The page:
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Strategy – Growth Form

Posted in Strategy

Growth Form

Exploit the weak point in the growth cycle of the target species. If necessary, manipulate the growth of the plant to use up its reserves of energy, while timing control to protect adjacent vegetation.

Herbaceous Plants: No persistent woody stem, leaves and stems die back at the end of the growing season. Herbaceous plants are commonly grouped into grasses (and grass-like plants: sedges & rushes) and forbs (flowering plants that are not grass-like in appearance).

Some herbaceous perennials have stout stalks that persist through the winter (Japanese knotweed). A close look in spring reveals new growth emerging from the roots, not the shoots.

The growth of herbaceous plants can be partially controlled using mechanical methods such as pulling, cutting, or mowing. Selective treatment with herbicide is usually effective using foliar spray when the plants are actively growing. It is less effective when plants are under stress from drought, or covered in dust or silt.

Proper timing of herbaceous plant control is critical. Plants should be treated with herbicide when they are actively growing so that systemic herbicides can be transported to the sites within the plant where the herbicide becomes active. Mowing or cutting is best done when the plant is flowering, but before the seed has developed.

Woody Plants: These plants have a thick woody stem and roots. Leaves may be evergreen or deciduous. Many species will resprout from the roots or the stem if the main trunk(s) are cut or damaged. Some woody plants are very low-growing, forming groundcovers instead of growing tall (vinca).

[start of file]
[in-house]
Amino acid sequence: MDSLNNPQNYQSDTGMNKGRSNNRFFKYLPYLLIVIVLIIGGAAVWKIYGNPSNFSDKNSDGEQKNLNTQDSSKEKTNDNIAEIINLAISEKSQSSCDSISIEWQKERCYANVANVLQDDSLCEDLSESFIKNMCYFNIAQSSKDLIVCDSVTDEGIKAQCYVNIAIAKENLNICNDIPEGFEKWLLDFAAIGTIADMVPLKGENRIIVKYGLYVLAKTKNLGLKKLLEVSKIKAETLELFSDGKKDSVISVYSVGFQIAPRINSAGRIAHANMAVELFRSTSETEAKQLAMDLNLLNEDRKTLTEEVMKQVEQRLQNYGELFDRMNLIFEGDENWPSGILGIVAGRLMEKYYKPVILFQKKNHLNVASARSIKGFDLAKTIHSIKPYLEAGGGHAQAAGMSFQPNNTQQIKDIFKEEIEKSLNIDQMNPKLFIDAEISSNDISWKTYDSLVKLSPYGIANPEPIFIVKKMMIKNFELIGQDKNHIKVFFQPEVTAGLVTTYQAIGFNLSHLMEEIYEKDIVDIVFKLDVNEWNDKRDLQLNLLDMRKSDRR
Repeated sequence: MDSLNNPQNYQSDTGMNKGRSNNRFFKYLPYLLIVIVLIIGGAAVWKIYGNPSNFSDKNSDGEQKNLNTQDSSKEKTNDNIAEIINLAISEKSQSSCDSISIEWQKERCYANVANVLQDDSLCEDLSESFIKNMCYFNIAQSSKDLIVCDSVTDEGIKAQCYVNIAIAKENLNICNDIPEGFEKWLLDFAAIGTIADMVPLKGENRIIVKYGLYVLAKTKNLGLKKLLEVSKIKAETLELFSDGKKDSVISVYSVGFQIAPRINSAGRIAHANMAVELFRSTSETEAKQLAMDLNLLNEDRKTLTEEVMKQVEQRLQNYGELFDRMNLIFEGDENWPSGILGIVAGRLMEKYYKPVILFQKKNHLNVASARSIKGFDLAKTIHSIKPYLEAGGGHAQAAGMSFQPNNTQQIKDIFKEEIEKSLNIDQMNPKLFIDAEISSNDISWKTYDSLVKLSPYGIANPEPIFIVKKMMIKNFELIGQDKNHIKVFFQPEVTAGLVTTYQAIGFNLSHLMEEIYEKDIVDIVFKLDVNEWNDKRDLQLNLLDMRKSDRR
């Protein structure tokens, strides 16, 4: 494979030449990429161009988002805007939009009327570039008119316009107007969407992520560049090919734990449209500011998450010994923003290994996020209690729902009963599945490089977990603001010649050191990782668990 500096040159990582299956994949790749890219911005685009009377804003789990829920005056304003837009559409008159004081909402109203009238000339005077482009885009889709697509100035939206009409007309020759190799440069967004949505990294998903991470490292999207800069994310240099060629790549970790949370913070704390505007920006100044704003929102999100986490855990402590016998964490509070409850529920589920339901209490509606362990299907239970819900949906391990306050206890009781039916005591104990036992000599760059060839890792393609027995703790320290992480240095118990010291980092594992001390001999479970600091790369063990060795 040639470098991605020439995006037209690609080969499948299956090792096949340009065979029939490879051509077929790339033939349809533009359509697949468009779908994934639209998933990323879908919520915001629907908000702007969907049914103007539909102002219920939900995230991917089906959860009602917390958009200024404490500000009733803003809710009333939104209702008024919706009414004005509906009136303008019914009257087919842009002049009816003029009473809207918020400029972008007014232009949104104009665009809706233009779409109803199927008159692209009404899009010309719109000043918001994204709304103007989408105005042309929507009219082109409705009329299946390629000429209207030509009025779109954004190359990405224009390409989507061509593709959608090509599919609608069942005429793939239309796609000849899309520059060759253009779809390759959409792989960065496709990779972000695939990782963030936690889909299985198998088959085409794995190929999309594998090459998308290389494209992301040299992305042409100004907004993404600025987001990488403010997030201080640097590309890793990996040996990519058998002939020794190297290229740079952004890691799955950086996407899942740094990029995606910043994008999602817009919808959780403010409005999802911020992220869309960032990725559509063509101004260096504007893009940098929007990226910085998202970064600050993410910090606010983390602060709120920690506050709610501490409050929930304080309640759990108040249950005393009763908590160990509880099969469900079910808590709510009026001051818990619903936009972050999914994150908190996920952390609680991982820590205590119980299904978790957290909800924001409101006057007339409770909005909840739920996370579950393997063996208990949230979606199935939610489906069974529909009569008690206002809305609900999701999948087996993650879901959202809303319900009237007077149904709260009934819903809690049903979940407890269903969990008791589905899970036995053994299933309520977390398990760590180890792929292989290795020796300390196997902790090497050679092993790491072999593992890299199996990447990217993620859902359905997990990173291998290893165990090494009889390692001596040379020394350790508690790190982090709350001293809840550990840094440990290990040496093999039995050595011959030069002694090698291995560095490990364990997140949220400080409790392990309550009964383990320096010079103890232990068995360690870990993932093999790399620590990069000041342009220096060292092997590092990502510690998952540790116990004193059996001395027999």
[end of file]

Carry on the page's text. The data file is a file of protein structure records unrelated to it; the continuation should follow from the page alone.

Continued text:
Woody perennials (some vines, and all trees and shrubs) have a longer window for effective control than herbs. Herbicide treatments range from foliar spray, cut-stump, and basal-bark treatment. The choice of control method varies depending on site requirements and conditions.

Removal of woody plants ranges from simple (if laborious) uprooting, to cutting with hand tools, to more complex use of chain saws and forestry brush cutters, all the way to using large equipment like track loaders with cutting attachments.

2013 mixed pics 154
Some shrubs can be removed using pruning saws or loppers. Others need mechanized tools.
Picture of a large stump of Asian bush honeysuckle.
Freshly-cut bush honeysuckle stump.
Compact track loader using a mulching head attachment on invasive shrubs.


Vines: Plants using long climbing stems to reach sunlight without investing energy in structural support. Vines can be herbaceous or woody, attaching by rootlets, suction-like cups, or by twining as they grow. Some species are perennial woodies, some are perennial herbs, and some are annuals. Vines might sprawl across the ground in patches before climbing nearby vegetation.

Picture of Japanese knotweed climbing on an old barn
Japanese honeysuckle climbing over and beyond vegetation and buildings.

Manual removal or cut-stump treatments are less effective against these plants. Removal of vines from the native plants they are engulfing should be done with care. Pulling vines off a tree often causes more harm than good. A better strategy is to cut off the vines a couple of meters off the ground all the way around the tree, then cut the vines at ground level. The stumps can be treated right away, or you can wait until the roots have produced vigorous new growth, then use foliar treatments on the new shoots.

Further Reading

Hillmer 2014

Photo Credits
  1. Cleveland Metroparks
  2. Cleveland Metroparks
  3. National Park Service, Cuyahoga Valley National Park
  4. Cleveland Metroparks
  5. Chuck Bargeron, University of Georgia,